Margaret Portia Mickey (1889-1988) received an A.B. degree in mathematics from Oberlin College in 1912. She grew up in Highland Park, a suburb of Detroit, Michigan, where she had attended Central High School. Following graduation, from 1912 to 1914, she served as the secretary to C. “Whiting” Williams, assistant to President Henry Churchill King. She would return to Oberlin in 1931 to serve as the secretary to Librarian Julian Fowler of Oberlin College.
During the first half of the twentieth century, Miss Mickey made four trips to the Far East. First, from 1914 to 1920, she was a missionary under the American Board of Commissioners for Foreign Missions, serving as a teacher and secretary. Of particular significance was her service as the secretary to the Mission Secretary of the North China Mission in Chihli Province. After a fifteen-year break to care for her parents in Detroit, and then to serve as the secretary to the Oberlin College Librarian (Julian Fowler), she returned for a second time to China and Japan, from 1935 to 1937. In Japan she taught English in the Boys Middle School of Doshisha University, Kyoto; in China, she counted on her secretarial skills, chiefly for the doctor in charge of the hospital at the mission located in Tungehou.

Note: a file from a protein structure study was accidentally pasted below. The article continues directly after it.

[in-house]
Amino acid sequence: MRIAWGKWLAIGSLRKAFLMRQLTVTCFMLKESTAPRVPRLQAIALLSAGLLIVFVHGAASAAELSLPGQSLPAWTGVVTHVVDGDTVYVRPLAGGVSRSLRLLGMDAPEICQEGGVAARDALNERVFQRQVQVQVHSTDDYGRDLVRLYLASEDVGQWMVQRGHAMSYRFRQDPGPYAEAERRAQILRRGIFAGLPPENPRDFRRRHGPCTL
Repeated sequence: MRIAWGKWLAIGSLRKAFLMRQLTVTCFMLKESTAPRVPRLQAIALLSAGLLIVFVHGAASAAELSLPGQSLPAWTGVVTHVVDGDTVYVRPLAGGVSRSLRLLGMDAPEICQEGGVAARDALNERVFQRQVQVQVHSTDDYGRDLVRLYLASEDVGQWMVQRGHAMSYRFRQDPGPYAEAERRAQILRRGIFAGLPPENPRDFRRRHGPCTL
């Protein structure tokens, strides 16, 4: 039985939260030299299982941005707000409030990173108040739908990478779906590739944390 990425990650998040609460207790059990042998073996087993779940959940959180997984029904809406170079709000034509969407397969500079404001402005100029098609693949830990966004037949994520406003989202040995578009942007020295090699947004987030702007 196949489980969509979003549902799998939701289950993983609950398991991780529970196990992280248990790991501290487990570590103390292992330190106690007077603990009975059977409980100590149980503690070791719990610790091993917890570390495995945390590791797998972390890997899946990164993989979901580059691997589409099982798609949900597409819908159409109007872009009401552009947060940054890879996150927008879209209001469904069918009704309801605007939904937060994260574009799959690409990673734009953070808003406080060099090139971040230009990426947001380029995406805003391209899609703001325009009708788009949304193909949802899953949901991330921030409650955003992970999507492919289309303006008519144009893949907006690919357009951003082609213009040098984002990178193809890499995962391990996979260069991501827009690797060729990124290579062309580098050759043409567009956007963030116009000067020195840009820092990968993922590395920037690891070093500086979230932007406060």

Even though Mickey interrupted her service abroad from time to time to do further graduate study at Columbia University, the University of Michigan, and Radcliffe College, she would ultimately make two more visits to Asia. During her third visit, from 1939 to 1944, she conducted research among the Miao (tribes) people of Kweichow Province, West China. Subsequently, Harvard University published her village study as a 1947 monograph under the title: The Cowrie Shell Miao of Kweichow, as part of Peabody Museum of American Archaeology and Ethnology, v. 32, no.1). Mickey’s fourth trip to Asia, again to West China, took place from 1948 to 1950. Armed with a Fulbright grant, she continued her studies of the Miao people, leading her to make a record of Miao designs in the museum of West China Union University, Chengtu, Szechuan. With financial support of the Viking Fund, she published A Bibliography of South and Southwest China [microform]: With Special Reference to the Non-Chinese Peoples and Their Relation to the Peoples of Adjacent Areas: Works in Western Languages (1948).
Before retiring, Miss Mickey worked from 1951 to 1954 in the editorial department of the G. & C. Merriam Company in Springfield, Massachusetts. In retirement she relocated to the west coast to reside at Pilgrim Place, Pomona, California, where this world traveler settled in with many friends in the mission field. As Miss Mickey offered in response to a question in an Alumni questionnaire (“What Has Been the Influence of Oberlin on Your Life?”), she stated that the College’s emphasis on individual service had become her “own ideal of life.”
She died of heart arrest on June 13, 1988.